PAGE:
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Management of adverse events related to new cancer immunotherapy (immune checkpoint inhibitors)

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Important therapeutic advances have been made in the field of cancer immunotherapy in recent years. In particular, immune checkpoint inhibitors (ICIs) have revolutionised the treatment landscape of advanced cancer over the past 5 years, with 15–20% of patients achieving long term disease control beyond 5 years.1 ICIs are monoclonal antibodies which block cell surface molecules involved in the regulation of T cell activation, including cytotoxic T lymphocyte antigen 4 (CTLA-4), programmed cell death protein 1 (PD-1) and its ligand (PD-L1). In normal homoeostasis, these inhibitory molecules are involved in preventing excessive inflammation and autoimmunity.2 However, in the tumour microenvironment, these molecules are overexpressed and promote immune tolerance rather than tumour destruction.3 Blockade of these molecules can restore the appropriate anti-tumour response and potentially improve patient survival (Box 1). Other inhibitory and activating molecules are also involved in balancing T cell regulation, some of which are undergoing further research as therapeutic targets.24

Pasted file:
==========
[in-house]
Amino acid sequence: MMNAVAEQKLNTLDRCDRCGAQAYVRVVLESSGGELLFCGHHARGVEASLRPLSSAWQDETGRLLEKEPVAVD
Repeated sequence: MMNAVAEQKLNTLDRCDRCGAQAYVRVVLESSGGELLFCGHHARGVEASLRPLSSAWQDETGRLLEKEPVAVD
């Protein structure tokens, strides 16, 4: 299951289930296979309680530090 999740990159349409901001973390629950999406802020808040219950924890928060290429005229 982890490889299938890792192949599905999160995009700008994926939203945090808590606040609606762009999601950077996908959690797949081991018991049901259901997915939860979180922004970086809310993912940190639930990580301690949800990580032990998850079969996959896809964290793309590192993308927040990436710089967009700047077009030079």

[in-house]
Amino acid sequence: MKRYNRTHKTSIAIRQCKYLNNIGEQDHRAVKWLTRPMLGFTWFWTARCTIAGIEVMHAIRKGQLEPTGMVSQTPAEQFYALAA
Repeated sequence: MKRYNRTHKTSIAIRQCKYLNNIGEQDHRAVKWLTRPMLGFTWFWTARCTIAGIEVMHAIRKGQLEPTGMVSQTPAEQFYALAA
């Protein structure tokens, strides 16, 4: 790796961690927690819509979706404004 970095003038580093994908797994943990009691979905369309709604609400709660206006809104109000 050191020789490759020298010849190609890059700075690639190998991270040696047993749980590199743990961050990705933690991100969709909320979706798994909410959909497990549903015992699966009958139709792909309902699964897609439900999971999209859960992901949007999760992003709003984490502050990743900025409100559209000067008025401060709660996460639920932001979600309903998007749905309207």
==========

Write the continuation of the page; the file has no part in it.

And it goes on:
ICIs with Pharmaceutical Benefits Scheme funding for use in Australia currently include ipilimumab (an anti-CTLA-4 antibody), nivolumab and pembrolizumab…